MIT’s Susan Murcott expands ceramic-filter production to three continents, bringing jobs and curbing disease.
Living in Baden, Switzerland from June to December might seem like a dream for an intern, but an internship with the Leaders for Manufacturing Program (LFM) isn't exactly a vacation. That's what graduate student Miriam Park said about her last six months at the ABB Alstom Power Gas Turbines division studying supply chain issues for ABB Alstom Power's industry.
On January 27 and 28, Ms. Park joined 47 second-year LFM students in presenting their internship findings at the LFM Knowledge Review. "Coordinating Flows Across the Supply Chain in the Low-Volume Gas Turbine Industry" was one of 14 presentations in LFM's research group concentrating on scheduling and logistics control.
Attendees included the 100 current LFM students and more than 50 industry partners who hosted the internships and who benefit from sharing general knowledge and practices generated by the students' research. Other LFM research areas represented at Knowledge Review included design and operation of manufacturing systems, integrated analysis and product development, variation reduction, and next-generation manufacturing.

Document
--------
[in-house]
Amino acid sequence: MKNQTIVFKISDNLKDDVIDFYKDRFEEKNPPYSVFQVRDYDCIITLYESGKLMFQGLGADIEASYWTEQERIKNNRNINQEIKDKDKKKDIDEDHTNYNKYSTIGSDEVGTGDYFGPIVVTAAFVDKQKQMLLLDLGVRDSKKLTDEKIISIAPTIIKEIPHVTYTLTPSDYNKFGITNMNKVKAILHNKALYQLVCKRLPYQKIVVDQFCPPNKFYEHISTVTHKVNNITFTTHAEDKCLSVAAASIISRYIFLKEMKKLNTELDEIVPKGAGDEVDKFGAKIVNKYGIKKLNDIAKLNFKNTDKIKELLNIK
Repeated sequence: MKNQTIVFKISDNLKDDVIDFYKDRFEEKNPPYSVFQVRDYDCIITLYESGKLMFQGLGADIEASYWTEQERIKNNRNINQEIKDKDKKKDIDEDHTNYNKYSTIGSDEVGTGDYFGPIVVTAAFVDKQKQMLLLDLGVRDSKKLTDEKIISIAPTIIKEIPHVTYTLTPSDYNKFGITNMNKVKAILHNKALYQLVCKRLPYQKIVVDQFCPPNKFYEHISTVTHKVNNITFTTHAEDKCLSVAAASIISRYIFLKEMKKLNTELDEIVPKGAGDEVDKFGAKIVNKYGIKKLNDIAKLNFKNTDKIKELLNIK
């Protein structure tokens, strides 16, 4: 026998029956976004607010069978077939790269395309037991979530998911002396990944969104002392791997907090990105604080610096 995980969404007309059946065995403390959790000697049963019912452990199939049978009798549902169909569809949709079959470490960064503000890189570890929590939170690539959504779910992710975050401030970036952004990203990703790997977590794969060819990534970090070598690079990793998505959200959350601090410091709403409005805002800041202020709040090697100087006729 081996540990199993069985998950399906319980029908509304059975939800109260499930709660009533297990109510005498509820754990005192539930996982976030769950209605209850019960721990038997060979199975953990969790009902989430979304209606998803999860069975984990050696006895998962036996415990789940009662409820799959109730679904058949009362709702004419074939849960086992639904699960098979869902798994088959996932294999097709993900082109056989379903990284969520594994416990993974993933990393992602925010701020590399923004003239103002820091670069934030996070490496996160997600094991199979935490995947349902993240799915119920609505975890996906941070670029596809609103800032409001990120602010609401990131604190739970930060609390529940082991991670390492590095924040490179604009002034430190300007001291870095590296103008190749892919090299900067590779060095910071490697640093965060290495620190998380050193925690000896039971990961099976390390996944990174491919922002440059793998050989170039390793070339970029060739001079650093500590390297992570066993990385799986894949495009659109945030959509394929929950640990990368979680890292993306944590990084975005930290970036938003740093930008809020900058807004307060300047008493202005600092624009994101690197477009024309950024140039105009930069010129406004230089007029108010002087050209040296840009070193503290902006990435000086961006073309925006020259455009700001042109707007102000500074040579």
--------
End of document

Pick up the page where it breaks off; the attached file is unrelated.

Working with ABB suppliers, Ms. Park focused on reducing lead times and large inventories, and making the supply chain more visible. "Manufacturing industrial gas turbines involves the coordination of numerous internal and external stakeholders. A single part can pass through up to four different processing stages, each performed at a different supplier. Added to this complexity are time constraints, tight product specifications, secondary suppliers and a web of transportation networks," she explained.
In her project, Ms. Park tried to provide the supply chain department with the tools and learning to help them implement improvements, policies and strategies to enhance performance. The project's success was measured on cost, quality and lead-time metrics.
LFM's two-year, dual-degree graduate program requires students to complete 20 academic courses, a six-and-a-half-month internship in an LFM-SDM partner company, an integrative thesis (based on the internship) that fulfills requirements in both Sloan and the School of Engineering, seminars and plant tours. LFM graduates receive an SM from the School of Engineering and an MBA or SM in management from the Sloan School of Management.
"The internship period was a fertile ground upon which to practice the principles we're taught at LFM," Ms. Park said. "There are very few opportunities like this that allow you to complement theoretical and practical learning while adding immense value to a company's bottom line. During this period, I developed fresh insight into an industry whose market is rapidly changing. I also gained a lifetime appreciation of Swiss cheese and chocolate!"
A version of this article appeared in MIT Tech Talk on February 2, 2000.